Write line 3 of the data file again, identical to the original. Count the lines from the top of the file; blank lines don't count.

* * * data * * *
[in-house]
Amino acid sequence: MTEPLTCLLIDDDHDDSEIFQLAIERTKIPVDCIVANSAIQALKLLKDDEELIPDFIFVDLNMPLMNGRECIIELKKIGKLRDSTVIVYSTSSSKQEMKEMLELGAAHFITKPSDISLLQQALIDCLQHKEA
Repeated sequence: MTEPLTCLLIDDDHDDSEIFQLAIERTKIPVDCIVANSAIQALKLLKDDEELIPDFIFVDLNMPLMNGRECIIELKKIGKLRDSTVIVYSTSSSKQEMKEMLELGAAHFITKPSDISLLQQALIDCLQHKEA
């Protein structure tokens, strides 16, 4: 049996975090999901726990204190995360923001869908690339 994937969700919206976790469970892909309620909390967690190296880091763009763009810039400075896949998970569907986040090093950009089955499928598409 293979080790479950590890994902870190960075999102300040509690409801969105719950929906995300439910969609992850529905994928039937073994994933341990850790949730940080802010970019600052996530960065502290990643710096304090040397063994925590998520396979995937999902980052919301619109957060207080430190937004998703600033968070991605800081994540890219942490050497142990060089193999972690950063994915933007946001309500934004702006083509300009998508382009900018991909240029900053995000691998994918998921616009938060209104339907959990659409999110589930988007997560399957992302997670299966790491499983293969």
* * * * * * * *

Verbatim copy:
Repeated sequence: MTEPLTCLLIDDDHDDSEIFQLAIERTKIPVDCIVANSAIQALKLLKDDEELIPDFIFVDLNMPLMNGRECIIELKKIGKLRDSTVIVYSTSSSKQEMKEMLELGAAHFITKPSDISLLQQALIDCLQHKEA